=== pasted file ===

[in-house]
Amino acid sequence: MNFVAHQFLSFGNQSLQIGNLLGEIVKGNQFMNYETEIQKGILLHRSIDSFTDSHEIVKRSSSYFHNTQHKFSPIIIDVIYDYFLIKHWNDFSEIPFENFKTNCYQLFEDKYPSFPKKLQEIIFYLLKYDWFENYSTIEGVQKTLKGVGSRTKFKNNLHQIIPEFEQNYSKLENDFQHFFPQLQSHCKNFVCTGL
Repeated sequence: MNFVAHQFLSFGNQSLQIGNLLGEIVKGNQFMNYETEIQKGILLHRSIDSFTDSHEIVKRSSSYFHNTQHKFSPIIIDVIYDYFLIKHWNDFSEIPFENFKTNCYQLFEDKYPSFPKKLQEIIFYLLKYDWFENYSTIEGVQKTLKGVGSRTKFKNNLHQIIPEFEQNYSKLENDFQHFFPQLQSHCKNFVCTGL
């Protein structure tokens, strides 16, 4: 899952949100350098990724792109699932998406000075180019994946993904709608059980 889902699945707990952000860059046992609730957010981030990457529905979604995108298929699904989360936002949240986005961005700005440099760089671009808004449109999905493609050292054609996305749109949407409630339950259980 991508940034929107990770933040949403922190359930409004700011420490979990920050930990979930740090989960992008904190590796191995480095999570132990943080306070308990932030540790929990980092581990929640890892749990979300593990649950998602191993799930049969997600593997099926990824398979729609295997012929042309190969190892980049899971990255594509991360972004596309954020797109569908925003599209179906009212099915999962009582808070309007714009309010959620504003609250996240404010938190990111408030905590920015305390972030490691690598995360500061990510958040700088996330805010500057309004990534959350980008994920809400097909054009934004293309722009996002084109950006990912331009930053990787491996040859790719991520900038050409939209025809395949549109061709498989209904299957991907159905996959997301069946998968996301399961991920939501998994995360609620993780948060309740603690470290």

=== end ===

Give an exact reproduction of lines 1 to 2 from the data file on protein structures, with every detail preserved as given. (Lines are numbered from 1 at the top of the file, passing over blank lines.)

[in-house]
Amino acid sequence: MNFVAHQFLSFGNQSLQIGNLLGEIVKGNQFMNYETEIQKGILLHRSIDSFTDSHEIVKRSSSYFHNTQHKFSPIIIDVIYDYFLIKHWNDFSEIPFENFKTNCYQLFEDKYPSFPKKLQEIIFYLLKYDWFENYSTIEGVQKTLKGVGSRTKFKNNLHQIIPEFEQNYSKLENDFQHFFPQLQSHCKNFVCTGL